Misconceptions in the exploration & mining industry. [Coal Asia Vol 60 Oct-Nov 2015]

Misconceptions in the exploration & mining industry.

In the mid 1980’s I was setting up a gold exploration project in South Kalimantan. Early in the project’s life our local joint venture partner’s son requested to borrow the car on a Sunday. This was OK, though I asked him to move the car out of the garage for its warm up period, as there was a sick geologist in the room next to the garage. In a surprise response the JV owner burst into the mess waving a pistol at my face and ranting that his son was not a lowly driver to receive such instructions. Fortunately his wife followed him into the mess a few minutes later and calmed him down by saying this was just a miss communication. Wow- this was a lesson in simple miss communication, and emphasized how important misunderstandings or misconceptions can be.

Some current public misconceptions about the exploration and mining industry are outlined here.

Mining is essential to save Indonesian forests.

When I arrived in Indonesia in 1975 to work in the South Sumatra coal exploration program, I traveled extensively about Indonesia. At that time most houses were made from wood, including wood roofs (sirap). Good hardwood was preferred to resist the termites, and the wooden roofs were considered coolest in this hot climate. Such wooden houses combined with Indonesia’s spectacular population growth placed an ever increasing environmental pressure on Indonesia’s forests, with regulations brought in to restrict and manage the flow of timber from forests to urban areas. Demand for housing continued to increase, with wood being replaced by brick and cement houses, while wood roofs were replaced by tin and baked clay tiles. Now Indonesia has a 50% urban population, with the tall apartment buildings, along with our infrastructure of roads, bridges etc all requiring cement, crushed rock, steel, aluminum, glass, copper wiring and plastic in many forms etc. All of these materials are derived from mining. By mining in selected small locations we can supply the needs of a growing population rather than cutting down ever larger parts of Indonesia’s forests for basic housing and infrastructure, thus mining prevents extensive forest destruction.

The same story applies for our energy needs. Industrialization is here in many forms, from factory made clothes, factory made forms of transport, factory made solar cells and batteries, to the endless gadgets we increasingly rely upon to communicate with one another. Such factories need efficient power supply. At the beginning of the industrial revolution huge forests over Europe and Russia were cut down for steam boilers, but fortunately the development of coal & oil provided a more efficient means of energy release, and a few mines saved millions of hectare of the remaining northern forests. In the 1970’s virtually all Indonesian meals were cooked on wood fires, wherein only a few urban areas had access to, or could afford, gas for cooking. Fortunately Indonesia’s prosperity has included a strong government push to expand the mining and processing to produce domestic gas and electricity networks to replace wood fire cooked meals and night lights, thereby saving huge areas of Indonesia’s forests.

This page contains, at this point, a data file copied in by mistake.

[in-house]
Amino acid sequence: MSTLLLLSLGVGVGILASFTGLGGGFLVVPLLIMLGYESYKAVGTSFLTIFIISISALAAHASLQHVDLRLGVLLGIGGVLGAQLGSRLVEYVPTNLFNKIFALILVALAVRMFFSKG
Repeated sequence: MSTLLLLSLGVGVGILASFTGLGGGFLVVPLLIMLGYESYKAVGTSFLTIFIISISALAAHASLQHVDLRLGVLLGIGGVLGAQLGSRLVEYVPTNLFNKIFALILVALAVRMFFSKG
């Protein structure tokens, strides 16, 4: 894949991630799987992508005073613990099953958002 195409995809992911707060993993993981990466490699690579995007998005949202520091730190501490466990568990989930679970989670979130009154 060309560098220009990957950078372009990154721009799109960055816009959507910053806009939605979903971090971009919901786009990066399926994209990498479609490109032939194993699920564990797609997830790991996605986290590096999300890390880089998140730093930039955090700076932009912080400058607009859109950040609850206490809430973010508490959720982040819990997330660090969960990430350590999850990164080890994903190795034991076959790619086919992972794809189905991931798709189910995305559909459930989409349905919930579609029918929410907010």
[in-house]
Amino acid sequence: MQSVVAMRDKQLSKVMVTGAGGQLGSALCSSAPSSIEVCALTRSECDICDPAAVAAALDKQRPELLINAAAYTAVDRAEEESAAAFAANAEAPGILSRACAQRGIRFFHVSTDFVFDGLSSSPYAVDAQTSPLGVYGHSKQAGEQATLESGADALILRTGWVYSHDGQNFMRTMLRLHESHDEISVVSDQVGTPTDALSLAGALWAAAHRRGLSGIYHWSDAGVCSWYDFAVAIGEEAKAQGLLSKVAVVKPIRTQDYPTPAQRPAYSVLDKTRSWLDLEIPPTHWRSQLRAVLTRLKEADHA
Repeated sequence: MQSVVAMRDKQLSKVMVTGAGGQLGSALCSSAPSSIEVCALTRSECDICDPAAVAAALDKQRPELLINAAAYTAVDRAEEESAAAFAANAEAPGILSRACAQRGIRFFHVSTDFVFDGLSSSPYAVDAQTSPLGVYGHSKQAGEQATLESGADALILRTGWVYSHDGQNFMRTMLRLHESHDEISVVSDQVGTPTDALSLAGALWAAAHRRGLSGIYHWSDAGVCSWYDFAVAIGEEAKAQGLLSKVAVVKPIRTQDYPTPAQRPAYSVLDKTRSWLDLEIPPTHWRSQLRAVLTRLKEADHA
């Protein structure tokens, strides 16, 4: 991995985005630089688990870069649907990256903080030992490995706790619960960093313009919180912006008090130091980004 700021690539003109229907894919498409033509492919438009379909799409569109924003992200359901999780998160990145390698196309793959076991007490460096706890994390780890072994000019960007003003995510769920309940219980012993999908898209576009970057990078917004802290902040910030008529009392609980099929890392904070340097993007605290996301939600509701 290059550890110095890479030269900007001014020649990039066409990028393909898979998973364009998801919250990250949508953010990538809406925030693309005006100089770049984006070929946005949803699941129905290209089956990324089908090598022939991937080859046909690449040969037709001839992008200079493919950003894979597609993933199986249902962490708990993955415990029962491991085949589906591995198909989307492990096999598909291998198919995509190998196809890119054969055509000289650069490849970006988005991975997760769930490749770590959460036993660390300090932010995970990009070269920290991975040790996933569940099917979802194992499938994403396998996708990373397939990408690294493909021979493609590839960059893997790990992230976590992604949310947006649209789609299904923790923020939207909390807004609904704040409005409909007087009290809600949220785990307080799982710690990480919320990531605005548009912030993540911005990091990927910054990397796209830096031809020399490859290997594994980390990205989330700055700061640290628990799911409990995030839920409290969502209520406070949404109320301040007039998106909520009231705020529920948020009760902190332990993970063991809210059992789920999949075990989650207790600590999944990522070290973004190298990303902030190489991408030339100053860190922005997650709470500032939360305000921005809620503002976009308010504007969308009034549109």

We don’t know it all.

There is a common misconception that the geology of Indonesia is known as reflected by the 1:250,000 series of published geology maps of Indonesia. Much of this regional geology is correct, but some of it is definitely incorrect. However, at the more detailed scale there are often many significant differences or variations in geology that are critical for the exploration of minerals, coal plus oil & gas, and also critical for civil uses of geology, for example land slip prediction etc.

Most of the government geological maps were produced around 30 years ago, and were compiled through a good combination of historic Dutch geological mapping, regional wide spaced Indonesian geological traverses plus some air photography etc. There have been no significant revisions of these maps to incorporate the data from thousands of geological reports submitted to the government from the extensive exploration and mining industries statutory geological reports. Updating has also not been undertaken with the more detailed images available from satellite technology, or advances in the science of geology.